Introduction[ edit ] What is included in your introduction will depend on what your instructions are for and who will be using them.
Courses in Technical Writing This chapter introduces you to policies and procedure documents and to standard operating procedure documents. However, it does not provide definitive details on how to plan, write, format, and complete these documents. It does provide links to web pages that do, along with some advice on maintaining a reasonable scope for a policies and procedures project if you are in a technical or business writing course.
Standard Operating Policies and Procedures: Overview Standard operating procedures and policy-and-procedure documents are roughly the same: Although these distinctions blur in practice, a policy-and-procedure document focuses more often on behavior expected of employees for example, policies and procedures on smoking, substance abuse, sexual harrassment.
Standard operating procedures focus more standard expectations for performing specific procedures such as hand-washing by health care professionals or taking a dental implant in a dental lab.
Organizations use policies and procedures documents to record their rules and regulations: Once recorded, the policies and procedures are there for everybody in the organization to refer to, and these documents become the means of settling most disputes within the organization.
To distinguish between these two terms, policies are rule statements. Policies are like laws: Procedures, on the other hand, are the step-by-step methods of carrying out those policies. Of course, some policies do not require procedures. If the organization has a no-smoking policy, that's all that need be said.
However, if someone breaks that policy, a procedure is needed for handling that situation. Writing Projects If you are enrolled in a course associated with this page, you are in a writing course, not a business management course.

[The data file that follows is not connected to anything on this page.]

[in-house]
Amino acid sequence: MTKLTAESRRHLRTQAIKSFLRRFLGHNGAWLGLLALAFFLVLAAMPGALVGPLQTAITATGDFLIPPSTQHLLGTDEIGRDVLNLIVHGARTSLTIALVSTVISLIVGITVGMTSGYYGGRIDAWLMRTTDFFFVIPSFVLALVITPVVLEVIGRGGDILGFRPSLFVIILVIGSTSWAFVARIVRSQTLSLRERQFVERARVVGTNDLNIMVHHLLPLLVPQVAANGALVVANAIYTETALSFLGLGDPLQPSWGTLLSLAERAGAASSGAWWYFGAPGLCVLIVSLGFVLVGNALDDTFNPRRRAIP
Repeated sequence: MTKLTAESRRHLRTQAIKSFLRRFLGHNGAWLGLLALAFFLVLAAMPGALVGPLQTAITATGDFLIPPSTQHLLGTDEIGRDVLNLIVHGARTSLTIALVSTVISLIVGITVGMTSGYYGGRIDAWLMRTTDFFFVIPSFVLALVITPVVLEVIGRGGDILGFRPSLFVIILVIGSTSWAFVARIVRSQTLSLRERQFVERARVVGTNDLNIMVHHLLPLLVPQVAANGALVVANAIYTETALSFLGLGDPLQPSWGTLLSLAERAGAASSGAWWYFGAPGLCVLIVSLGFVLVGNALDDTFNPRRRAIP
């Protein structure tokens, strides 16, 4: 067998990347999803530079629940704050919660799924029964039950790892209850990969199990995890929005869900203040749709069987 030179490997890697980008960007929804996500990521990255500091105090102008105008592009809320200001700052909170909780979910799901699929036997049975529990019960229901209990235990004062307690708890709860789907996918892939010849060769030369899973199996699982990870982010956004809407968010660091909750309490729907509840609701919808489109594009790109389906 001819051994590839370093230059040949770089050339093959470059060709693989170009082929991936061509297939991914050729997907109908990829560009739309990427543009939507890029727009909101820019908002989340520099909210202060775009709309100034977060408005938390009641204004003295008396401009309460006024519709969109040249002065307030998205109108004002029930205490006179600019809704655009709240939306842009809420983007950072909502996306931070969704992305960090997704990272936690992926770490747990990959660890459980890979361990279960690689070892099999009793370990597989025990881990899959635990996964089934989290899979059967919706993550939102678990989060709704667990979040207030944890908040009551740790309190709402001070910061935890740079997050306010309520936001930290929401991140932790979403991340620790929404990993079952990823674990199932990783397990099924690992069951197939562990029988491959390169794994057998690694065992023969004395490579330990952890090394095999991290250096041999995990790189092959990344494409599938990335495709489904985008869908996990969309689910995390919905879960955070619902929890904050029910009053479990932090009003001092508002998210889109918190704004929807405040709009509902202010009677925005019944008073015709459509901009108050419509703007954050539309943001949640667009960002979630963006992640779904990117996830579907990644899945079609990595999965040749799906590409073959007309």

Our focus is on good writing, well-designed documents, documents that accomplish their purpose, and documents that meet common expectations as to their content, organization, and format.
Standard operating procedure and policy-and-procedure documents are obviously an important application of writing and can contain substantial technical information about an organization's operations. But don't view this chapter as the last word on these topics. Structure As you can see from the two standard operating procedures and policy-and-procedure documents in the links above, there are some standard contents and format.
Decimal numbering system—This enables policies or procedures to be "cited. Heavy use of predicates "Establish" this, "promote" that. Distinction between policies and procedures in the hand-washing example. Policies tell employees what to do; procedures tell them exactly how to do it.
Tracking numbers to enable ease of reference. Ownership and approval names are specified. Revision dates, to enable employees to know whether they are looking at the most current version. Definitions to establish the precise meanings of key terms. Use of "will" to indicate a requirement older style uses "shall".
Here are some resources for standard operating procedures: Here are some resources for policies and procdures: Articles about policies and procedures.Technical writers, also called technical communicators, prepare instruction manuals, how-to guides, journal articles, and other supporting documents to communicate complex and technical information more easily.
They also develop, gather, and disseminate technical information through an organization Entry-level education: Bachelor's degree. Standard operating procedure and policy-and-procedure documents are obviously an important application of writing and can contain substantial technical information about an organization's operations.
But don't view this chapter as the last word on these topics. When writing technical documents and instructions there are several style tips you should keep in mind: Use a lot of imperative, command or direct address, kinds of writing.
It is OK to use "you" when writing instructions, because you are addressing the reader directly. Before you start writing, gather detailed information on the process you're making into a procedure. Talk with content experts as well as others who hold key information – long-time staff members, stakeholders, technical staff, and people who will use the procedure.
Although many people today think of technical writing as creating manuals for computers and software, the practice of technical writing takes place in any field or industry where complex ideas, concepts, processes or procedures need to be communicated. Writing a procedure that is accurate, brief, and readable isn't always easy.
But, with a bit of knowledge and practice, you can learn effective procedure-writing skills, and identify great opportunities to improve the quality of the things you do.